Why did you take up this campaign?
The experience of being a woman in this city makes you feel the need to bring about a change. When I read about the movement in Toronto, I decided we should do this in Delhi.
How have your classmates reacted?
Most are being supportive, and a few are actively involved in organising the event.
What’s the point you hope to make?
Sexual violence against women manifests itself in a multitude of ways, including violation and the stifling of her very being. We aim to make a change in the prevalent ‘rape culture’ that blames the victim and not the perpetrator.
Would you call yourself a feminist?
I don’t understand feminism, so I don’t call myself one. I just believe in my cause.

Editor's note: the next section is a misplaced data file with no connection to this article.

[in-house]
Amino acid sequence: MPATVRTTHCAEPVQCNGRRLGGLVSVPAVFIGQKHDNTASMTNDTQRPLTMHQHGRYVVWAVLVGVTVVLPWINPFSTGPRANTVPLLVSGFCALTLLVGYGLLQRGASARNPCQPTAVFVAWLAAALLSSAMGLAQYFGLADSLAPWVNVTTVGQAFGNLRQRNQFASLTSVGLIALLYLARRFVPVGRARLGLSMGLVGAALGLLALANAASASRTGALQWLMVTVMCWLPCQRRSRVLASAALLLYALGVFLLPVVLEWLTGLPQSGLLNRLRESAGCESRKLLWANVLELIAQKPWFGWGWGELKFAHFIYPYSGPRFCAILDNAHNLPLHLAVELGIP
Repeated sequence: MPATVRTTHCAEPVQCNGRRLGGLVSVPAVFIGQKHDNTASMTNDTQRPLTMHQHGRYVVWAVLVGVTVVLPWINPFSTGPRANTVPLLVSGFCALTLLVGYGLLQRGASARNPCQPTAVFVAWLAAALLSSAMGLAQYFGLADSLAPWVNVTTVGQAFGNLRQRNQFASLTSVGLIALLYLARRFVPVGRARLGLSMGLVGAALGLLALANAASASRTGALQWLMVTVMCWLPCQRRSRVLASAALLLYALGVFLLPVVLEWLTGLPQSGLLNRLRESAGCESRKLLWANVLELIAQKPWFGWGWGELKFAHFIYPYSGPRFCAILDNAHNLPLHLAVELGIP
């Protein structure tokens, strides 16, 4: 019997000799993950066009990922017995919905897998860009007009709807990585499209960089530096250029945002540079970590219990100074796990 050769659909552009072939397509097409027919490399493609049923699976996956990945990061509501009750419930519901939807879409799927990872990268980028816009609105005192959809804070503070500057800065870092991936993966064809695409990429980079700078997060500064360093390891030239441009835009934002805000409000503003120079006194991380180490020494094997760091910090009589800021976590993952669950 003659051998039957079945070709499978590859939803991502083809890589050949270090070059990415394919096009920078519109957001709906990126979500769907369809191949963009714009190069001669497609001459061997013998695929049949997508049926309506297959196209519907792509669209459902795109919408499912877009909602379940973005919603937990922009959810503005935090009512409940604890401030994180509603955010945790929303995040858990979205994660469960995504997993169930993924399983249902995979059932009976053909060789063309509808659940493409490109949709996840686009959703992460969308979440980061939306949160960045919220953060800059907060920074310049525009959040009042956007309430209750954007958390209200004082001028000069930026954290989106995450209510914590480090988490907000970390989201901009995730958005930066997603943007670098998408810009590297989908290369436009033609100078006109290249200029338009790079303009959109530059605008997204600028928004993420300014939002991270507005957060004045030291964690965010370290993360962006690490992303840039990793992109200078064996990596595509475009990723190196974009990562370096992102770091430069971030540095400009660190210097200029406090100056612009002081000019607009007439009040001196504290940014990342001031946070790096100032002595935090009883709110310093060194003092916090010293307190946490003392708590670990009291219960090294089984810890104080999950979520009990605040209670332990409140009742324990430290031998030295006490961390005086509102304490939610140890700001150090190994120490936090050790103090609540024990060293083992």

How do you react to the word ‘slut’?
It appals me that language and slang are used to shame women and keep them in check. This is precisely the point of SlutWalk Delhi; the irony is evident in the very name.
The name ‘SlutWalk’ has rattled many. Do you think Delhiites are narrow-minded?
I don’t think Delhi is narrow-minded; but we need to debate issues considered taboo.
People are urging you to change the name of the protest to something milder....
Yes, we’re considering changing it to something that encompasses a broader segment.
In the West, SlutWalks are making headlines, with women dressed skimpily at the rally. What point do you think that makes?
Pictures of scantily clad women are on the net for their shock value. But not everyone dressed skimpily. The focus on clothes is antithetical.
How is SlutWalk different from other campaigns in Delhi for better safety for women?
It’s just a different approach to the same end.
What’s your biggest takeaway from leading a campaign like this?
It’s a humbling experience. Reading different viewpoints helps setting your perspective.